A good way to understand this better is to put your index fingertip inside your mouth and pretend to suck. You will notice that as you suck, your chin drops and stays down as long as you are drawing in. Once you stop sucking, your chin comes back up. The pause in between represents the amount of breastmilk that the baby got, with a longer pause indicating more milk. As you become more familiar with this pause, you can begin to better measure how long your baby is taking breastmilk in.
As briefly mentioned, these nutritive sucks will be followed by a swallow and will repeat quickly and continuously as long as the milk is available and the baby is awake and hungry. Non-nutritive sucking, on the other hand (as often referred to as comfort nursing), is typically much slower with longer periods of rest. During this slow type of sucking, the baby would have to suck numerous times before getting enough milk to swallow, and at times, no swallowing may even occur.
There are great breastfeeding videos available that showcase the differences between types of sucking (gulping versus grazing), as well as how babies’ nursing habits change as they get older.
Other Signs to Look for That Baby is Getting Enough Breastmilk
There are many other tangible signs you can look for that baby is getting enough milk:
If your baby is gaining the proper amount of weight on breastmilk alone, then you can be confident that they are getting enough. During the first 3-4 days following birth, a 5-7% drop in weight is highly common, with baby getting back to their birth weight within two weeks. After the first week, an average amount of weight gain is between 0.5 and 1 oz a day. If you should have any concerns, there are many clinics and other supports for new moms that offer free weight check-ins with extremely accurate scales.
Another strong indicator of a newborn getting enough milk is by counting the number of wet diapers they have each day. Although it changes throughout the first week of life (about one wet diaper on day one, two wet diapers on day two…), by day four you can expect six or more wet diapers in a day from a baby that is getting enough milk at each nursing session. The urine should be pale and have little to no smell. Depending on how often your baby pees, the amount in each diaper will be about three tablespoons (pour this amount of water in a clean diaper to get an idea of what it feels like).
We couldn’t have a list of physical signs that a newborn is getting enough milk without including bowel movements.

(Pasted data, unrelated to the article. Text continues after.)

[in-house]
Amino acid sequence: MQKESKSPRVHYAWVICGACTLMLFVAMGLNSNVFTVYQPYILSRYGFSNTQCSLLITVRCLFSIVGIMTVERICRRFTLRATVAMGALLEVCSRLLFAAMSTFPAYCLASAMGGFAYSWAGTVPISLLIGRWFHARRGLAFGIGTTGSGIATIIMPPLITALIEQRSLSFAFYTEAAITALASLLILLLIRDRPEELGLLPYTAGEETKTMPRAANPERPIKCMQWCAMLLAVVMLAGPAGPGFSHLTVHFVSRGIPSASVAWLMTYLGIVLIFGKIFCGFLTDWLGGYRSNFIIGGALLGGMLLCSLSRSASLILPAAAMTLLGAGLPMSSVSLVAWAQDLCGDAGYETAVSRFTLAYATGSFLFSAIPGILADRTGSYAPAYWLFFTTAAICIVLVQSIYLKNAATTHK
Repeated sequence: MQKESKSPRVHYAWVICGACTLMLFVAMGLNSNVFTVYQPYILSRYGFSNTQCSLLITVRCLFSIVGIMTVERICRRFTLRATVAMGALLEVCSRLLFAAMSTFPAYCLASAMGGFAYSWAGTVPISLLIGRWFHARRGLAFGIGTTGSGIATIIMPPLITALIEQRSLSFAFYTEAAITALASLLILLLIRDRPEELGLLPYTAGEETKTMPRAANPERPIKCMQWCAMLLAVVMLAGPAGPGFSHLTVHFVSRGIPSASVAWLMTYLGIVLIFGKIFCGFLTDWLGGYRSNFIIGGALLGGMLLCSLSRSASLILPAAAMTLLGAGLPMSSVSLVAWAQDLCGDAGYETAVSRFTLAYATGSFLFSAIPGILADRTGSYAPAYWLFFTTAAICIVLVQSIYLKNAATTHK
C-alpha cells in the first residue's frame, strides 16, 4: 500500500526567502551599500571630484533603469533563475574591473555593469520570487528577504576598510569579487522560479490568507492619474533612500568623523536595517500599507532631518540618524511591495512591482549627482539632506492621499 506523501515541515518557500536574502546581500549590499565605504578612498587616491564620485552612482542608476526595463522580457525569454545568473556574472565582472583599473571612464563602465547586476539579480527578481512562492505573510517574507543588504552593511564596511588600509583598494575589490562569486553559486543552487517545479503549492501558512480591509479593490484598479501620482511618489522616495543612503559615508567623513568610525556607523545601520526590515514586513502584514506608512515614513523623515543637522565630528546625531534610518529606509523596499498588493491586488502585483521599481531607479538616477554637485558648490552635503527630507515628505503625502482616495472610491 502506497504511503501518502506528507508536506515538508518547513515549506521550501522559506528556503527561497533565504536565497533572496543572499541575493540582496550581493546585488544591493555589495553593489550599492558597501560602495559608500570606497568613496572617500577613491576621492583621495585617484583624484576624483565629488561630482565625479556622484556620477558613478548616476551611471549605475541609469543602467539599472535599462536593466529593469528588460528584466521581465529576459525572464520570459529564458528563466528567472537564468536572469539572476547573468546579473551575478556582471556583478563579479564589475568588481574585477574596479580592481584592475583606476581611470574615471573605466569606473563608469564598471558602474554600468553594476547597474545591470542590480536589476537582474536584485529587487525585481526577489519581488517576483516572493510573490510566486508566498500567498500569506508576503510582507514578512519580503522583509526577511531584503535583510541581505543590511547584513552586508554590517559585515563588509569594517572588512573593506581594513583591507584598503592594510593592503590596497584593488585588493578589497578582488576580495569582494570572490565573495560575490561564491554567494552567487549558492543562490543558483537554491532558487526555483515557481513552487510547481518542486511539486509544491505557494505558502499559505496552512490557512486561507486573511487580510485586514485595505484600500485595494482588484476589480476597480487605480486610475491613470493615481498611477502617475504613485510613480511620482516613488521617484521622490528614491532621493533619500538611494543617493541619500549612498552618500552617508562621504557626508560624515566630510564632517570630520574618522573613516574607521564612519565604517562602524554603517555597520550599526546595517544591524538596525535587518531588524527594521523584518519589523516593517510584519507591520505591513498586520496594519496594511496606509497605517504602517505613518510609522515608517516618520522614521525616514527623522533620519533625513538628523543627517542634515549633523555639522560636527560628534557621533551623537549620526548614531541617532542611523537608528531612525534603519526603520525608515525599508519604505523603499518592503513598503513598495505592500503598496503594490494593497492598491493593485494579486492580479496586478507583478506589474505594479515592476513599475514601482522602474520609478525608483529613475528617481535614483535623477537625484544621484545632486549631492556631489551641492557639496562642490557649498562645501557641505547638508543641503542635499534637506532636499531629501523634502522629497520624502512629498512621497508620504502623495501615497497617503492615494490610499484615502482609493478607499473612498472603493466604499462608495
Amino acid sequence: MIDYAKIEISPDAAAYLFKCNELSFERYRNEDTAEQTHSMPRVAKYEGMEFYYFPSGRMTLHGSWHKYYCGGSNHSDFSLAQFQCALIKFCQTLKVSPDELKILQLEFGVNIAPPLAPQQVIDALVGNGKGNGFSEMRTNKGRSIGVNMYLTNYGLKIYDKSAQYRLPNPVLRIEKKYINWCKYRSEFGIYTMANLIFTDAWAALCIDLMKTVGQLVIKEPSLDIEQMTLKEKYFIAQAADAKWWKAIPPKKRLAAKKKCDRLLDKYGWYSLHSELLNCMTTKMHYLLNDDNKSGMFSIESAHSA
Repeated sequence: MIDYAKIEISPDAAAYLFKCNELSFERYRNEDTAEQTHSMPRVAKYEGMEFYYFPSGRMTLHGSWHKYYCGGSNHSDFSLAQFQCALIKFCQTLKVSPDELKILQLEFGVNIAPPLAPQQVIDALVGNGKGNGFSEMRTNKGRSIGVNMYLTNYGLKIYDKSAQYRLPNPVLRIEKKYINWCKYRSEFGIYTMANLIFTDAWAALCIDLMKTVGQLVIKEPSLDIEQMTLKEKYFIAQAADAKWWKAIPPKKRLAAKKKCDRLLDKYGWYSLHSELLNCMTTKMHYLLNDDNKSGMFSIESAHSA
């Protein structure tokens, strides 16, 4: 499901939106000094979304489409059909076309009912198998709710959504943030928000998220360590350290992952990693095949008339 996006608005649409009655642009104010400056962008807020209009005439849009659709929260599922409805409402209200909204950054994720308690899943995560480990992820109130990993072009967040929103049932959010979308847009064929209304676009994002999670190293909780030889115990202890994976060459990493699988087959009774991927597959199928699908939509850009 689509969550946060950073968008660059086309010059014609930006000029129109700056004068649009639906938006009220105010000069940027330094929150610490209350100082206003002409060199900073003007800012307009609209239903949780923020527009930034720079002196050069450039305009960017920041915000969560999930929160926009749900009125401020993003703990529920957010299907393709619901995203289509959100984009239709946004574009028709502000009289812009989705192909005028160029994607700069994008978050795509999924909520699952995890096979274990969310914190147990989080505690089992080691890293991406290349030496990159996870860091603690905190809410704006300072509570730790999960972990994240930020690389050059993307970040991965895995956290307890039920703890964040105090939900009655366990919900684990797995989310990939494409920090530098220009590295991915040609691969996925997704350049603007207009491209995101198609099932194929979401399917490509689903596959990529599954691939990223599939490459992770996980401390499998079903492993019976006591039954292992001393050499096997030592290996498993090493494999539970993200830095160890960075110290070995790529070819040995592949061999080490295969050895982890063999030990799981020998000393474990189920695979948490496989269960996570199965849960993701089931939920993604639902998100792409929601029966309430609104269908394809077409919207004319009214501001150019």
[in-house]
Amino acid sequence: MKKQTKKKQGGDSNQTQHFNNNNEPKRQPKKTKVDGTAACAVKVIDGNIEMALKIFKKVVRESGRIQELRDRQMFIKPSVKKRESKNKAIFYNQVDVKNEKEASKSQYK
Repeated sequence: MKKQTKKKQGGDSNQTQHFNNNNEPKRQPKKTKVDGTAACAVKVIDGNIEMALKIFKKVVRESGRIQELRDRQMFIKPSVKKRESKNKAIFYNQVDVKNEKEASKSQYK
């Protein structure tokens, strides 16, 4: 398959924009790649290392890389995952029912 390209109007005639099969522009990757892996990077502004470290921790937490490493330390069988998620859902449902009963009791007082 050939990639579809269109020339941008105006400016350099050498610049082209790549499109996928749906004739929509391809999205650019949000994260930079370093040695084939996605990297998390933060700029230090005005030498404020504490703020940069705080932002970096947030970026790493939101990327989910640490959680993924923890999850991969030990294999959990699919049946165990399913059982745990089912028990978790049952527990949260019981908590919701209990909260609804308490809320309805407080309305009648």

In the first few days of life, newborns have stools that are called meconium: thick, tar-like bowel movements that are a byproduct of all of the amniotic fluid your baby has been ingesting for the past 24 weeks in the womb. For a breastfed infant, these sticky black stools will change to dark green and then brown within a few days. Once the breastmilk comes in, they should start to resemble Dijon mustard- yellow, seedy, and the consistency of cottage cheese.
After this first week and up until the end of the first month, most babies will have between 2-3 of these seedy stools a day. Thanks to breastmilk’s natural laxative effects, some babies may even have bowel movements after each nursing session. Both of these patterns are normal and are a good sign that baby is getting enough of the thick hindmilk needed for development.
There are a few other signs that can help you be confident your breastfed baby is getting enough milk:
- Breast feels softer after a feeding
- Baby seems content when they are finished
- Baby is meeting developmental milestones
When it comes to successfully breastfeeding, there are many other things to look at besides the clock. By becoming familiar with the types of sucks and swallows your baby should have, making sure they are gaining a healthy amount of weight for their size, counting their wet and dirty diapers, as well as making sure they are happy and content after a nursing session, you will have all the information you need to know.
Timing how long nursing sessions take really only gives you one more thing to worry about when in reality, there are so many other things that we can use our thoughts on! So in the end, don’t be distracted by the clock. Instead, watch, and trust, your baby.